At the intersection of volunteer opportunities and nonprofit outreach across the Triangle, Alpha Phi Omega is an NC State coed fraternity working with local organizations and fostering peer connections.
While Alpha Phi Omega operates similarly to traditional Greek life, the fraternity is open to all students of any demographic, especially those who love to participate in service-oriented activities.
Catie Siegling, a third-year studying communication and co-vice president of education, the group responsible for incoming pledges, said while some people think fraternities are traditionally male, Alpha Phi Omega is open to all genders.
“It's a place for people with similar values to hang out and get to know each other and create community at college,” Siegling said. “But it's like, very inclusive, so we don't like make cuts or anything.”
According to Daniel Dryden, a second-year in international studies and co-vice president of education, NC State’s chapter, Iota Lambda, was founded in 1950 and became coed in 1976. Alpha Phi Omega can be traced back to World War I sailor Frank Reed Horton who, at a small college in Pennsylvania in 1925, became inspired by his own experience interacting with other people of different backgrounds as a boy scout.
“[Horton] noted that Jews and Christians and Russians were working together in 1925 to accomplish goals for their community by doing service and just working together,” Dryden said. “So being a sailor in World War I, he was like, ‘We could make a difference of the world without having to conflict with each other and servicing humanity instead.’”
Alpha Phi Omega has a diverse range of community service projects located on campus and the greater Raleigh and Triangle area throughout the semester with chances to participate almost every single day of the week. Events vary from working with children at the Boys and Girls Club to nature cleanups and maintaining community gardens, all while working to complete regular hour requirements.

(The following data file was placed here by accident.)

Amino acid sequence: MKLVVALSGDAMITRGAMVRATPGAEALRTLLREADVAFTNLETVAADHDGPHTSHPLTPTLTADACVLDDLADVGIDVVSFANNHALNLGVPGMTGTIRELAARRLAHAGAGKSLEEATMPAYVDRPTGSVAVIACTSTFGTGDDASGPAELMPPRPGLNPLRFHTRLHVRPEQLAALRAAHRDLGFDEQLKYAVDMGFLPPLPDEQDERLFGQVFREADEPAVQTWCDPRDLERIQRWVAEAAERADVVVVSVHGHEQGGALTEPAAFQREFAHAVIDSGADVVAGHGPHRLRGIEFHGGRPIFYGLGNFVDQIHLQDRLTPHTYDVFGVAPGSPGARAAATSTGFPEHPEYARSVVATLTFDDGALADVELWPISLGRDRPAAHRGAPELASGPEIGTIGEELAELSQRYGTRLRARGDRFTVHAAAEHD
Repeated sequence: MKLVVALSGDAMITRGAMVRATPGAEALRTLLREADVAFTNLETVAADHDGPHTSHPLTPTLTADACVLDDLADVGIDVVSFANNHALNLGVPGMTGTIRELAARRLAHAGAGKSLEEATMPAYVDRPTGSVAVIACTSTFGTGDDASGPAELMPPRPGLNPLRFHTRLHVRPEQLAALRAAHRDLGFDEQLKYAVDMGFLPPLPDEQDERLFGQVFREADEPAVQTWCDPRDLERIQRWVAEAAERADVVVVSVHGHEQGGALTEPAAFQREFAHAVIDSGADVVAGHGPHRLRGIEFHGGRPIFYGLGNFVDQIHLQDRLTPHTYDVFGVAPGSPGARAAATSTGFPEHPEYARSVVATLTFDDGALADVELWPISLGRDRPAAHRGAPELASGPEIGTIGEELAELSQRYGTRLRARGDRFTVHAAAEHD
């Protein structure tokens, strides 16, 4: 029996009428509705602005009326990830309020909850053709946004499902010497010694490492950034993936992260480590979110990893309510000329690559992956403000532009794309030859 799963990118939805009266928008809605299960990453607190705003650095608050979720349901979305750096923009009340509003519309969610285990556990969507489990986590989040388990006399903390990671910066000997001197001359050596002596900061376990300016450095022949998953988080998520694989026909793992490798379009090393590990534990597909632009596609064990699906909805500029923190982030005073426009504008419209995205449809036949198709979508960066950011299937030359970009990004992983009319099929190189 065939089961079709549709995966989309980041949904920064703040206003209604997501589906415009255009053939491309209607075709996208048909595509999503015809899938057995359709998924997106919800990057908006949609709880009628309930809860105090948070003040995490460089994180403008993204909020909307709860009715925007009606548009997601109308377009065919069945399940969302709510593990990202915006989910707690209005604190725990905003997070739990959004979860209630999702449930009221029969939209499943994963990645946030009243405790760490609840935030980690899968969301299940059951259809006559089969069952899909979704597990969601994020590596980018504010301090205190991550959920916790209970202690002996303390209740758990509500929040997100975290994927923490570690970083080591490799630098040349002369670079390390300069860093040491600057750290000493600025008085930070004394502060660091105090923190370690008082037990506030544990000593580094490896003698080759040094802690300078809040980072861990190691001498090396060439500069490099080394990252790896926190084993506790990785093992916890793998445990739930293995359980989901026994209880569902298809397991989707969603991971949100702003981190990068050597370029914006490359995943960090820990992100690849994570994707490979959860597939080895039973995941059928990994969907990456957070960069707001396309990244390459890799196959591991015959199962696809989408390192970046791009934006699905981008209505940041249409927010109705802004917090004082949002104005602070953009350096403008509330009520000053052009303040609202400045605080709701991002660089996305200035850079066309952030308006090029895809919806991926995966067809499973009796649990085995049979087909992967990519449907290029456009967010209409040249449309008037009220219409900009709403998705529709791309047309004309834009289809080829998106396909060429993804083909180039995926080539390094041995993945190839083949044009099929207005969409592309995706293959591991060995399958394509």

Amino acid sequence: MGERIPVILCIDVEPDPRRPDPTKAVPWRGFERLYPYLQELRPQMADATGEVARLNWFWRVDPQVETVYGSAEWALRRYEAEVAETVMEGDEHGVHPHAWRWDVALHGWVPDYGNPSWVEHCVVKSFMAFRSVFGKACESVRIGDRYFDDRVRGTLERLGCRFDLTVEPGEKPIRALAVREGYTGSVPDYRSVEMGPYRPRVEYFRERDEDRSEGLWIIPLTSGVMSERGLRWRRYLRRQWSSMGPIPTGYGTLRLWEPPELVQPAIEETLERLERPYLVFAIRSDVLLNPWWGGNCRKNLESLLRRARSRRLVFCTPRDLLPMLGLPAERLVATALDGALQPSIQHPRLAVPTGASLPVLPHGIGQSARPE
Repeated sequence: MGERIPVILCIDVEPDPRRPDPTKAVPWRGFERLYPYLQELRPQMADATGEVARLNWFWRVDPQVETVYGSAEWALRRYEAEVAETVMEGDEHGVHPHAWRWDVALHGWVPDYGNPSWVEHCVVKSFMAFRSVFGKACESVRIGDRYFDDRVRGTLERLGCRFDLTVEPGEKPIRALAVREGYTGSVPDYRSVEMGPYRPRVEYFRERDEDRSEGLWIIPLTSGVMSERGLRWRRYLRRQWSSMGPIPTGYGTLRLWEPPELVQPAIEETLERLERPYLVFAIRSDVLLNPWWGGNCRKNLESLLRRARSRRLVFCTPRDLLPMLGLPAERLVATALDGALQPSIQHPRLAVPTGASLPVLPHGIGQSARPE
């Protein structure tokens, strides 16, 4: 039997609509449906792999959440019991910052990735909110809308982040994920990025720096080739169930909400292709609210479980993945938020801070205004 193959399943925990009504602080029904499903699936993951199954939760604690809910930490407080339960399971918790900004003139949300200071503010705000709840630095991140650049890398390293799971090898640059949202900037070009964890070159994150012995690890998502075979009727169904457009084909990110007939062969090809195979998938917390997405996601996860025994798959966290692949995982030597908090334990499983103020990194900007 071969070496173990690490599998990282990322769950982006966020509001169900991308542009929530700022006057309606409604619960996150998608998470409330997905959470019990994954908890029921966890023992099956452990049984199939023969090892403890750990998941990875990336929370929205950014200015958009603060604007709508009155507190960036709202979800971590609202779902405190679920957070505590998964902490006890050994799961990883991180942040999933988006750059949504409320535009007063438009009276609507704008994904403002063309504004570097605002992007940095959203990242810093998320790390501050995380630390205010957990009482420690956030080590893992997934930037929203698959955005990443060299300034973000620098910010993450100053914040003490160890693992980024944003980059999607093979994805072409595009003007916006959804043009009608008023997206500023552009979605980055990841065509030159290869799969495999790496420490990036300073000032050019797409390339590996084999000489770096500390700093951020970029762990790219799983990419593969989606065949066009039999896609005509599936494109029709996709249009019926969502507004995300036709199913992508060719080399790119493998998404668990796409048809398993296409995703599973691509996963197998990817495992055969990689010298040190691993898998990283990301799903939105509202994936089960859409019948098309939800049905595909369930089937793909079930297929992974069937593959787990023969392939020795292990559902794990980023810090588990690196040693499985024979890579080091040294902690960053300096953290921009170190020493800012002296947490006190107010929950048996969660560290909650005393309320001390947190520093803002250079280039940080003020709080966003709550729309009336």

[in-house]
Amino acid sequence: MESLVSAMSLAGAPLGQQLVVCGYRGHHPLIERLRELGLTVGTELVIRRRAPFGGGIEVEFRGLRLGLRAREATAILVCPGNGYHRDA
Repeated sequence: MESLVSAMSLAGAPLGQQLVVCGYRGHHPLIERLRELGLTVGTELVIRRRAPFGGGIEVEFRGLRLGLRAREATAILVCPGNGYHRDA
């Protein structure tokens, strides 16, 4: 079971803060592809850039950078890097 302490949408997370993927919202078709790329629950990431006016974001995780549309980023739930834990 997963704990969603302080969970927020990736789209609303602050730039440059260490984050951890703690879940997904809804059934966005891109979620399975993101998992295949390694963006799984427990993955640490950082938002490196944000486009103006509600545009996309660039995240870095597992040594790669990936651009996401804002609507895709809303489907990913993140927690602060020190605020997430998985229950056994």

Emily Hall, a second-year studying sport management and vice president of external relations, said being part of Alpha Phi Omega also means completing mandatory service hours each semester.
“It truly is for people who love doing service,” Hall said. “We have certain requirements with a certain amount of service hours, and that’s definitely something APO puts forward when you first learn about it. It's definitely not like you can slack off because, in the end, all those hours that you have left to do are going to catch up to you.”
Alpha Phi Omega’s rush is roughly two weeks long with events running every night. Events consist of several types — from informational sessions, speed-dating rounds for new members, social fellowship events and mini service projects. Potential members are required to go to each type of event, getting an invite to participate in the pledging process afterwards. This semester, rush runs Jan. 17-30 every weeknight starting at 7 p.m.
“Basically, it's very noncommittal; people just show up,” Siegling said. “It's not like you register or anything. We post our rush schedule everywhere on our Instagram and send it out to people who have shown interest. And then [recruits] can just show up those nights, kind of get a feel for APO and what we do and what our brothers are like, and see if it's something they're interested in.”
One of Alpha Phi Omega’s biggest appeals is its nationwide anti-hazing policy, which is strictly enforced across every chapter. This policy establishes that pledges won’t be forced to do anything they’re uncomfortable with, focusing less on dangerous activities and more on learning about the history of Alpha Phi Omega and completing service hours.
Currently, Alpha Phi Omega’s biggest goal is to continue to expand its presence on campus to continue doing service here in the community. The fraternity’s central goal is to foster their three cardinal principles — leadership, friendship and service — no matter what.
“Another big goal is to expand our chapter,” Hall said. “Just from past stories of what other brothers have [said] and what I've heard from them, we've lost a lot of people due to COVID-19 and everything else that’s been going on. So I think another big goal is to broaden our chapter back to how big and how many people that used to be.”
For Dryden, Hall and Siegling, Alpha Phi Omega has ultimately kindled lasting friendships and meaningful connections, all while giving back to the community.
“I really liked joining APO; it's coed, and it's very diverse,” Siegling said. “And that makes it so that I was able to meet a lot of different people who have really helped me just learn so much about everything. So it's been really awesome, and I just could not encourage people more to try it out and see.”